The first great Library of Alexandria was destroyed in successive stages, finally and definitively sacked by the Arabs in 642 A.D. But the heirs of the rebuilt library are determined that it will not fall a second time.
Earlier this week, Bibliotheca Alexandrina director Ismail Serageldin — who has been called “the most intelligent man in Egypt” — reported that as violence in Egypt escalated, Egyptians surrounded the newly rebuilt Library of Alexandria to protect it from looters, joining hands to form a human chain. He wrote: “The demonstrations were large and peaceful, and at prayer times, people prayed in front of the library.” The video is here. And we wrote about Serageldin and the library, with its fascinating history, when he visited Stanford in December 2009 — here.
In an earlier message posted on the library’s website, Serageldin wrote:
“The world has witnessed an unprecedented popular action in the streets of Egypt. Led by Egypt’s youth, with their justified demands for more freedom, more democracy, lower prices for necessities and more employment opportunities. These youths demanded immediate and far-reaching changes. This was met by violent conflicts with the police, who were routed. The army was called in and was welcomed by the demonstrators, but initially their presence was more symbolic than active. Events deteriorated as lawless bands of thugs, and maybe agents provocateurs, appeared and looting began. The young people organized themselves into groups that directed traffic, protected neighborhoods and guarded public buildings of value such as the Egyptian Museum and the Library of Alexandria. They are collaborating with the army. This makeshift arrangement is in place until full public order returns.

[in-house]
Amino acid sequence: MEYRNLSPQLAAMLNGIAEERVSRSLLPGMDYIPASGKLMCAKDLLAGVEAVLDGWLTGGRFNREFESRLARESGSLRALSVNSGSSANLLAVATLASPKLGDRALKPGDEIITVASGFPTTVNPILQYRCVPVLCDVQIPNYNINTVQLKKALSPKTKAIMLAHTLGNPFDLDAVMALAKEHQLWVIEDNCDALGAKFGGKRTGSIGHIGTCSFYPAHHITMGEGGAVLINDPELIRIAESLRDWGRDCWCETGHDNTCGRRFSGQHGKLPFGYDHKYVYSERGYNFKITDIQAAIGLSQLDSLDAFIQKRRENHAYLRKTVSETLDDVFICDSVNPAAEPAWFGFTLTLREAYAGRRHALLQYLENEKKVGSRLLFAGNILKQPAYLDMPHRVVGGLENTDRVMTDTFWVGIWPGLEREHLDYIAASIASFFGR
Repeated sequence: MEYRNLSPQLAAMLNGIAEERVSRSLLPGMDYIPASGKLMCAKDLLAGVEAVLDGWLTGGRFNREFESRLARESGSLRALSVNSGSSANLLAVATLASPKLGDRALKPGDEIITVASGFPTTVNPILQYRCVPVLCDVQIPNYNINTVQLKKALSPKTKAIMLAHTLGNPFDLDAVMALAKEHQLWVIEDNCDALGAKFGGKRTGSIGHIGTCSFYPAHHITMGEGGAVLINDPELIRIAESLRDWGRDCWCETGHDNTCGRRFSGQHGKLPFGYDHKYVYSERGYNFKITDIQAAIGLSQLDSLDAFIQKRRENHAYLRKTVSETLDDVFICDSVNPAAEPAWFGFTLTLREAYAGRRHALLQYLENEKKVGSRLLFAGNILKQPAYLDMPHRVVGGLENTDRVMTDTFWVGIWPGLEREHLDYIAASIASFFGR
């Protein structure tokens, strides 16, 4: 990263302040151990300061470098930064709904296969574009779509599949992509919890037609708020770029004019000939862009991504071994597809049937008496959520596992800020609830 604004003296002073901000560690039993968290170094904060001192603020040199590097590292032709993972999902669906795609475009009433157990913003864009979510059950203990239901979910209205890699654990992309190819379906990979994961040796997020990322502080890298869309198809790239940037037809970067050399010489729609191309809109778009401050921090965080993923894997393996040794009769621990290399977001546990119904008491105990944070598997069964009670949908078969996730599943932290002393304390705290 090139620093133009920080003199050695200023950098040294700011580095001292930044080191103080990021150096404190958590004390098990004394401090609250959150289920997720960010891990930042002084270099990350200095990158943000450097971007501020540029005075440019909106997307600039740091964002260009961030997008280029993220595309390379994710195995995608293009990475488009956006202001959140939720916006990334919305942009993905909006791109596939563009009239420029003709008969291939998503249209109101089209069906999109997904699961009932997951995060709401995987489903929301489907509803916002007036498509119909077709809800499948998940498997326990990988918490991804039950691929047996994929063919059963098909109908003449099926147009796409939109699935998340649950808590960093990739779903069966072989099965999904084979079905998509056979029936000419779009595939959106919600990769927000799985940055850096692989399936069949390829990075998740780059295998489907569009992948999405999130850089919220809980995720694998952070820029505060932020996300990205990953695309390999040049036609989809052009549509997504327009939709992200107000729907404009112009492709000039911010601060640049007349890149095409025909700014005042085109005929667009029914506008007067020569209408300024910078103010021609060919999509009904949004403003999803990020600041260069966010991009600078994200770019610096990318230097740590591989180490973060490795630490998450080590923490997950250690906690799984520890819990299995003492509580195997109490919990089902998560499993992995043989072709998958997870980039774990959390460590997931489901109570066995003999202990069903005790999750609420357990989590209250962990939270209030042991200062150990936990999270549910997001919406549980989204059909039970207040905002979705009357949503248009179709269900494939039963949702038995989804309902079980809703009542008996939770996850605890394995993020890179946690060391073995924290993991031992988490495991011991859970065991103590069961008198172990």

The library is safe thanks to Egypt’s youth, whether they be the staff of the Library or the representatives of the demonstrators, who are joining us in guarding the building from potential vandals and looters. I am there daily within the bounds of the curfew hours. However, the Library will be closed to the public for the next few days until the curfew is lifted and events unfold towards an end to the lawlessness and a move towards the resolution of the political issues that triggered the demonstrations.”
Librarian of Alexandria
Director of the Bibliotheca Alexandrina
Hey, any chance Serageldin could take over the government of Egypt?
Tags: Ismail Serageldin